A few years after Bolshevik assassins herded Czar Nicholas II and his wife and five children into a cellar and opened fire upon them in July 1918, a woman who called herself Anna Anderson surfaced in Europe, claiming to be the Czar's youngest daughter, Anastasia. She said that she had been carried from the execution site by mysterious benefactors [source: Hogue].
Though rejected by Romanov relatives, her saga was sufficiently intriguing that Hollywood made it into a 1956 movie starring Ingrid Bergman. Rumors persisted that the young heiress to the throne had somehow escaped death. But in 1991, the mystery took another turn, when it was revealed that the bodies of most of the Romanovs and their servants lay in a mass grave in Yekaterinberg, Russia, but the bodies of a male and female child were missing [source: Maugh].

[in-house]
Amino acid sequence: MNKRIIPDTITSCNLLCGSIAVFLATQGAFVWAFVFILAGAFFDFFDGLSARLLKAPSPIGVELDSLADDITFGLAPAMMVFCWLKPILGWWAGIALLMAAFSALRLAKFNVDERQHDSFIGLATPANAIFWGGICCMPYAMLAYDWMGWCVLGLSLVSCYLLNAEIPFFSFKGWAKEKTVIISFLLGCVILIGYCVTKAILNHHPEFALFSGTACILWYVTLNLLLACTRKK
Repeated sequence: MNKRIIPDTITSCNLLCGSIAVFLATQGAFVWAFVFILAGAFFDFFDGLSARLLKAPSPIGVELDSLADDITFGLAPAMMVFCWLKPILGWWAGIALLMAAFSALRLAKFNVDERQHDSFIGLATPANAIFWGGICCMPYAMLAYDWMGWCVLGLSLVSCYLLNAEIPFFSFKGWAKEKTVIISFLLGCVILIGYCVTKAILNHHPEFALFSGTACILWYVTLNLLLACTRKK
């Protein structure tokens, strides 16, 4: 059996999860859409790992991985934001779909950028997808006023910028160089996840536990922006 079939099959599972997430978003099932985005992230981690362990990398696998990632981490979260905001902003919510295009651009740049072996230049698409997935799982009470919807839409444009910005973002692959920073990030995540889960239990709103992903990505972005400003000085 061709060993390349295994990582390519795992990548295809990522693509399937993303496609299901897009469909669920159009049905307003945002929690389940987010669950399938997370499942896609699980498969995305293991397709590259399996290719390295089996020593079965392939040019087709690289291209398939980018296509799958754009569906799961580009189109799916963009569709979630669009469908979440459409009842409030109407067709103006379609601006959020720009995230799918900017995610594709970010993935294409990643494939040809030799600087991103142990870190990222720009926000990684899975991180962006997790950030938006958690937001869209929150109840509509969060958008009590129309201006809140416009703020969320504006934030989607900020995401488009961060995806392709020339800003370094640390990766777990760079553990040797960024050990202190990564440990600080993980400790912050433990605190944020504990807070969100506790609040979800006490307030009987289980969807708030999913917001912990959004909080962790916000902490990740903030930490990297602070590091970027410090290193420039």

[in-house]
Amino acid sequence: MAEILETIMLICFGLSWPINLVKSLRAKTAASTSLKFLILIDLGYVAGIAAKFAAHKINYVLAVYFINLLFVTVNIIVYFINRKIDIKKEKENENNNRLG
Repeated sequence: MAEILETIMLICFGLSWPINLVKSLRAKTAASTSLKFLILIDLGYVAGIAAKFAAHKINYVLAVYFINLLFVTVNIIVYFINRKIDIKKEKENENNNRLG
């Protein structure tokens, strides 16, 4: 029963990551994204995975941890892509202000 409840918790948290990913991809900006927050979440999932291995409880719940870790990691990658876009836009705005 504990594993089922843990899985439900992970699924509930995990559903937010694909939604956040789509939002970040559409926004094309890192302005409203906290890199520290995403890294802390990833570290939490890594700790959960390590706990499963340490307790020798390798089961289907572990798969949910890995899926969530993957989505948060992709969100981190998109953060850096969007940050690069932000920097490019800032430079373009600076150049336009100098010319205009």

That faint hope that Anastasia had escaped was crushed in 2007, when archaeologists discovered a second grave containing two more youthful sets of bones. Like the first set, the new bones were matched with a sample of Nicholas II's DNA, which had been extracted from bloodstains on a shirt worn during an 1891 assassination attempt. With all the Romanovs accounted for, it's now clear that Anastasia died with her family [source: Maugh].